The Government has reached its debt target four years early, giving Grant Robertson plenty of wriggle-room to invest, writes Thomas Coughlan

The Government opened its books on Tuesday, and the news was even better than expected. A growing economy and revenue that exceeded expectations saw net debt plunge to just 19.9 percent of GDP at 30 June 2018.

Debt even reduced in nominal terms, dropping $2 billion over the last year to $57.5 billion. Economic data produced for the May Budget had debt increasing over the same period, reaching 20.8 percent of GDP. 

Finance Minister Grant Robertson pledged to reduce debt to 20 percent of GDP by 2021/2022. Having reached his target four years early, he faces stark political choices: open up the books and invest in the economy, or continue to hold out for a rainy day. 

Time to invest 

The data gives Robertson plenty of wriggle room. Robertson attributed the results to the “strong economy”.

Corporate tax revenue was up, owing to profits for both large and small businesses being higher than Treasury forecast in Budget 2018. 

Strong employment data and rising wages also contributed to higher than expected tax revenue. 

On the other side of the ledger, Crown expenses also came in dramatically lower than forecast in the Budget. Crown expenses were 27.9 percent of GDP, 1.4 percent below the forecast and 2.1 percent below the Budget Responsibility Rules’ target of 30 percent.

Treasury cautions that the variance was mainly due to “timing issues” and that delayed spending would reverse out in next years’ accounts – but Government accounts have come in better than forecast for the better part of a year now and there is every chance the trend could continue. 

No fiscal hole, in fact there’s an extra $10 billion

But the main question now hanging over Robertson is not operational expenditure (the money the Government spends day-to-day to run services) but capital investment.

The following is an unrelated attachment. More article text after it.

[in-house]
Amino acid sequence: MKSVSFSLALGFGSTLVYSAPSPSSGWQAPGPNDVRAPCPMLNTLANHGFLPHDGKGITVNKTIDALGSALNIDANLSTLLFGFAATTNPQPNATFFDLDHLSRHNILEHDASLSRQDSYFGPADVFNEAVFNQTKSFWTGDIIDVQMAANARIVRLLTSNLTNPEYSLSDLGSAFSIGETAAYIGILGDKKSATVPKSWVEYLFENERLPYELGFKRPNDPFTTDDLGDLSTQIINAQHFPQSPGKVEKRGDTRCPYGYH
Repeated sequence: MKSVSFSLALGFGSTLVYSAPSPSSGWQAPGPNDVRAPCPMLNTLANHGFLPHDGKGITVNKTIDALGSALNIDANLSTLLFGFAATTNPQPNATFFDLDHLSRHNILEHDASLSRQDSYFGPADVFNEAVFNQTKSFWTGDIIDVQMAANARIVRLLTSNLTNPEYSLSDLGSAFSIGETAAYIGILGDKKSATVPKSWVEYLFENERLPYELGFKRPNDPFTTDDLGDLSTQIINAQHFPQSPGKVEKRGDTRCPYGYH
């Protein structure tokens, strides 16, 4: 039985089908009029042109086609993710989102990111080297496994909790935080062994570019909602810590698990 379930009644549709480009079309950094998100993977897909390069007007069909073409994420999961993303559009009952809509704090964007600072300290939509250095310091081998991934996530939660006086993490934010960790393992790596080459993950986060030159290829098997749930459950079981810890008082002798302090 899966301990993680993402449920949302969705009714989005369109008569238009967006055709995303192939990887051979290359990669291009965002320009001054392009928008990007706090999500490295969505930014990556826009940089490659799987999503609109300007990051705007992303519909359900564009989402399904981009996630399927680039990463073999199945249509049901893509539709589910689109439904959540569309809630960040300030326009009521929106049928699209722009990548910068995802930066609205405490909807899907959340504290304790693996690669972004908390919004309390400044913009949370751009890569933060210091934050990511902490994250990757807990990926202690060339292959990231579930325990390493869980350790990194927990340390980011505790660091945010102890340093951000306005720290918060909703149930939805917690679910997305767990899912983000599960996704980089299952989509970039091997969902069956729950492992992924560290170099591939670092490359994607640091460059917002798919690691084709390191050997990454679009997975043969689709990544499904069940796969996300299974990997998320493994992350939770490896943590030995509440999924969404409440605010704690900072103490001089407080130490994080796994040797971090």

Robertson noted that his Government had increased capital investment in the last year.

“Net capital investment of $5.9 billion in the year was the highest since 2009 and an increase of $2.2 billion from the previous year,” Robertson said. 

“This included investments in hospitals, schools, and state highways while also reflecting the coalition Government’s move to resume contributions to the NZ super fund,” he said.

But the level of capital investment is still low. $800 million was invested by the Ministry of Education in school property, $500 million by the Ministry of Defence for equipment.

Just $300 million was invested in hospitals, in spite of information from Treasury showing one in five are now in poor or very poor condition.

But Robertson has wriggle room, even within the strict budget responsibility rules to seriously increase investment through borrowing. Forecasts from Treasury’s Budget Economic and Fiscal Update expect GDP to reach $350 billion in 2021/22, meaning net debt could increase to roughly $70 billion by 2021/22 and still come within the Government’s rigid rules. 

This would allow the Government to borrow an additional $12.5 billion over the next four years. 

Robertson said he was committed to “balancing” the need to invest with his desire for maintain fiscal headroom for the event of an international shock. He said Treasury forecasts for the future were either “neutral or to the downside”.

Robertson said there was still “plenty of room to stimulate the economy”.

“Let’s see where we end up at the half-yearly [economic and fiscal update],” he said.

Treasury’s Half-Year Economic and Fiscal Update or HYEFU will be published in December and include the Treasury’s forecasts for the economy. 

A winter spend-up

The Government says has made infrastructure investment a priority, but it has faced challenges from a number of economists and international organisations who argue it should increase investment to plug New Zealand’s gaping infrastructure deficit. 

Newsroom spoke to the big-three ratings agencies earlier in the year. All confirmed the Government could borrow significantly more without harming its credit rating.

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